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Estimating different order polynomial logarithmic Environmental Kuznets curves

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This paper contributes to the Environmental literature by i) demonstrating that the estimated coefficients and the statistical significance of the non-leading terms in quadratic, cubic, and quartic logarithmic Environmental Kuznets Curve EKC specifications are arbitrary and should therefore not be used to choose the preferred specification; and ii) details a proposed general-to-specific type methodology for choosing the appropriate specifications when attempting to estimate higher order polynomials such as cubic and quartic logarithmic EKC relationships.

Testing for the existence and shape of the well-known EKC phenomenon is a hot topic in the environmental economics literature. The conventional approach widely employs quadratic and cubic specifications and more recently also the quartic specification, where the variables are in logarithmic form. However, it is important that researchers understand whether the estimated EKC coefficients, turning points, and elasticities are statistically acceptable, economically interpretable, and comparable. In addition, it is vital that researchers have a clear structured non-arbitrary methodology for determining the preferred specification and hence shape of the estimated EKC.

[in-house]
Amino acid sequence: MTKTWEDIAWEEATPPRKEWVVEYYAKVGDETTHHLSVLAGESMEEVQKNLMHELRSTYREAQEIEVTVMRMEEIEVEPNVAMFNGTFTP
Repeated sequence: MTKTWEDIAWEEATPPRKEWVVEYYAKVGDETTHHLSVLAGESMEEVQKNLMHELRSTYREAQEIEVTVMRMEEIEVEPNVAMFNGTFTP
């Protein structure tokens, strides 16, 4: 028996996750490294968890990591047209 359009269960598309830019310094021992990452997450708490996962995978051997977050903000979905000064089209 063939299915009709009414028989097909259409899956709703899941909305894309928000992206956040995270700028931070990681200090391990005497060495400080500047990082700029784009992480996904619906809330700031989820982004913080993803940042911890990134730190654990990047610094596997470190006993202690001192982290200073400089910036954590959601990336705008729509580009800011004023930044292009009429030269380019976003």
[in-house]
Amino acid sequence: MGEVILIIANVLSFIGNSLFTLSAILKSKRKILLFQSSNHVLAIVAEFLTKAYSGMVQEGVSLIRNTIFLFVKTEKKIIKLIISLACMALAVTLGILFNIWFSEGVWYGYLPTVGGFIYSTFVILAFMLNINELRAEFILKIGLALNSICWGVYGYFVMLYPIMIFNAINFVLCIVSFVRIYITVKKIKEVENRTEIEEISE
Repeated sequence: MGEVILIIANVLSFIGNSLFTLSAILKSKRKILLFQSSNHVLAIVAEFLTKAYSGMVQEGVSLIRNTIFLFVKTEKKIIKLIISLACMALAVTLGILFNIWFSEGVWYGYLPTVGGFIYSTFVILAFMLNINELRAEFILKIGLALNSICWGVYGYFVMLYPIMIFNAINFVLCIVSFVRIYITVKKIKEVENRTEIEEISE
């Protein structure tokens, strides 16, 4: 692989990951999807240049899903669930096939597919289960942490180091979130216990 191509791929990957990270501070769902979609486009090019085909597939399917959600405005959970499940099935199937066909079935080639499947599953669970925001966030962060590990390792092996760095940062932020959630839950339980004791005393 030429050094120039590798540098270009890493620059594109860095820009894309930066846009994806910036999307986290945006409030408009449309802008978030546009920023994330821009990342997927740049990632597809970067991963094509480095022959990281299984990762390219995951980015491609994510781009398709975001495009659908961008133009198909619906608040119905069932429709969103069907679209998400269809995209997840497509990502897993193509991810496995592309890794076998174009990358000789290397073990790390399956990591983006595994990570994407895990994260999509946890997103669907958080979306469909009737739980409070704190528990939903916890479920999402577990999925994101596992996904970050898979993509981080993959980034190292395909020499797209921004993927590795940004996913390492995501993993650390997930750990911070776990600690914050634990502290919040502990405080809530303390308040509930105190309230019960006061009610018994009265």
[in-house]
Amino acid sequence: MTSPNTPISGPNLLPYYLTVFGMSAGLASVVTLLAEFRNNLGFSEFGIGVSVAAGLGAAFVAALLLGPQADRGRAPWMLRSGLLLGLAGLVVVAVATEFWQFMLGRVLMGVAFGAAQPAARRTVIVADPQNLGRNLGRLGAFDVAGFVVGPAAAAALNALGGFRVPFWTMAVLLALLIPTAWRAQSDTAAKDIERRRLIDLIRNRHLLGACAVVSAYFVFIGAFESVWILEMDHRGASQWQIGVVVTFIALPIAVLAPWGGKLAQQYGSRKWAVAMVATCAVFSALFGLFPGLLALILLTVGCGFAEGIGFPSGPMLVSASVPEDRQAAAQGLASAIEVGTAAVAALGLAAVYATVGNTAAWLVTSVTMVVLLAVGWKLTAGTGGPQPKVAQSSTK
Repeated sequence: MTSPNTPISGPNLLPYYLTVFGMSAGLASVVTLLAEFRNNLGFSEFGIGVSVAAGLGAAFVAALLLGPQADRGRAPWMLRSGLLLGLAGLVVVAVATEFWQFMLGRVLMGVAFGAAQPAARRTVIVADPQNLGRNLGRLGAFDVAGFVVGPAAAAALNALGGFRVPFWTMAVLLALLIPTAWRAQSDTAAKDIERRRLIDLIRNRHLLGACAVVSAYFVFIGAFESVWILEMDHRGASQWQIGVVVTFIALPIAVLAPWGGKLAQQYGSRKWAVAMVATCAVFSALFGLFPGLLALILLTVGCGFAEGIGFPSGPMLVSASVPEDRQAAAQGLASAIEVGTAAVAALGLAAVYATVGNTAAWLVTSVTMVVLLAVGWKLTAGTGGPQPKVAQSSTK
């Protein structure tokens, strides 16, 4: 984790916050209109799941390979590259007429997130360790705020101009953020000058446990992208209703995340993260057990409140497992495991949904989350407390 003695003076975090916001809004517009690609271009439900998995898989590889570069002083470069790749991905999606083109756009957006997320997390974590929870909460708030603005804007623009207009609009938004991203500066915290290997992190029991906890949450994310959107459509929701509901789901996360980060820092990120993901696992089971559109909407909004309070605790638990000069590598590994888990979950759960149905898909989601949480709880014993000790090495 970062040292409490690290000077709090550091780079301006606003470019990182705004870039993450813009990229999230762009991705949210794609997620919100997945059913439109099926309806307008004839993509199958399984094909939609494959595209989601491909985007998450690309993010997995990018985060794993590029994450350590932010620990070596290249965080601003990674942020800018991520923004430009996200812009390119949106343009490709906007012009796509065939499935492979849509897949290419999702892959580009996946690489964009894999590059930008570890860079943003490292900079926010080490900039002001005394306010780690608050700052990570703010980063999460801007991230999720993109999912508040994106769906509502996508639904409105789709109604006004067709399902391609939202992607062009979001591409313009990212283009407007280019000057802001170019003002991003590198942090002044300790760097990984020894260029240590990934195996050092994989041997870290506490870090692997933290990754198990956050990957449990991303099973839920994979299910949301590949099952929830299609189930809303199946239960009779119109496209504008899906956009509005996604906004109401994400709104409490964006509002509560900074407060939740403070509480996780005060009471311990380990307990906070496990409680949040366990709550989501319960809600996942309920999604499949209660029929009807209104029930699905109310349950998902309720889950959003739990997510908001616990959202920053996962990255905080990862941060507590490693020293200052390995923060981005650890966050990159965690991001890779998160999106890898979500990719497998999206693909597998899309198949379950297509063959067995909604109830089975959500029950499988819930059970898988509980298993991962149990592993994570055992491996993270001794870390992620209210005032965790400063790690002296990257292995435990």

We therefore show mathematically and empirically the arbitrary nature of estimated non-leading coefficients in quadratic, cubic, and quartic logarithmic EKC specifications, being dependent upon the units of measurement chosen for the independent variables (e.g., dependent upon a rescaling of the variables such as moving from $m to $bn). Consequently, the practice followed in many previously papers, whereby the estimates of the non-leading terms are used in the decision to choose the preferred specification of an estimated EKC relationship, is incorrect and should not be followed since it potentially could lead to misleading conclusions. Instead, it should be based upon the sign and statistical significance of the estimated highest power leading terms, location of turning point(s), and the sign and statistical significance of the estimated elasticities. Furthermore, we suggest that researchers should follow a proposed general-to-specific type methodology for choosing the appropriate order of polynomials when attempting to estimate higher order polynomial logarithmic EKCs.
Original languageEnglish
JournalEnvironmental Science and Pollution Research
Publication statusAccepted for publication - 10 Mar 2021

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